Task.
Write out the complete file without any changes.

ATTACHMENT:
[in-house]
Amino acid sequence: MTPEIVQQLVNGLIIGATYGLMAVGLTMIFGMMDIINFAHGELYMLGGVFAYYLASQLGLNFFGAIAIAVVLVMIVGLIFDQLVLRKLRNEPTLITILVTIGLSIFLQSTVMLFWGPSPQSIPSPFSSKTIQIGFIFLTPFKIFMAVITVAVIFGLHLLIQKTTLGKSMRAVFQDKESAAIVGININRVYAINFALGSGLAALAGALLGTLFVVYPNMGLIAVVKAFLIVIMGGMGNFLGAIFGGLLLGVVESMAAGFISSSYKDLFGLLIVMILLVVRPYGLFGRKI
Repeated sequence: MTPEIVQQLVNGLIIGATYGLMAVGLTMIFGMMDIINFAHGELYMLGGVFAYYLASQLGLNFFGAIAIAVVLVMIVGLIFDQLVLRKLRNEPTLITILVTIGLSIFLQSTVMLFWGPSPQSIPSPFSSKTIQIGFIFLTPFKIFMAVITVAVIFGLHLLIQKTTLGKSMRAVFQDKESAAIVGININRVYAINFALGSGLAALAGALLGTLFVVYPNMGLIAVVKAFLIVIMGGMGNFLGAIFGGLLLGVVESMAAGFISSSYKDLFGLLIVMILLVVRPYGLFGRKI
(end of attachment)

[in-house]
Amino acid sequence: MTPEIVQQLVNGLIIGATYGLMAVGLTMIFGMMDIINFAHGELYMLGGVFAYYLASQLGLNFFGAIAIAVVLVMIVGLIFDQLVLRKLRNEPTLITILVTIGLSIFLQSTVMLFWGPSPQSIPSPFSSKTIQIGFIFLTPFKIFMAVITVAVIFGLHLLIQKTTLGKSMRAVFQDKESAAIVGININRVYAINFALGSGLAALAGALLGTLFVVYPNMGLIAVVKAFLIVIMGGMGNFLGAIFGGLLLGVVESMAAGFISSSYKDLFGLLIVMILLVVRPYGLFGRKI
Repeated sequence: MTPEIVQQLVNGLIIGATYGLMAVGLTMIFGMMDIINFAHGELYMLGGVFAYYLASQLGLNFFGAIAIAVVLVMIVGLIFDQLVLRKLRNEPTLITILVTIGLSIFLQSTVMLFWGPSPQSIPSPFSSKTIQIGFIFLTPFKIFMAVITVAVIFGLHLLIQKTTLGKSMRAVFQDKESAAIVGININRVYAINFALGSGLAALAGALLGTLFVVYPNMGLIAVVKAFLIVIMGGMGNFLGAIFGGLLLGVVESMAAGFISSSYKDLFGLLIVMILLVVRPYGLFGRKI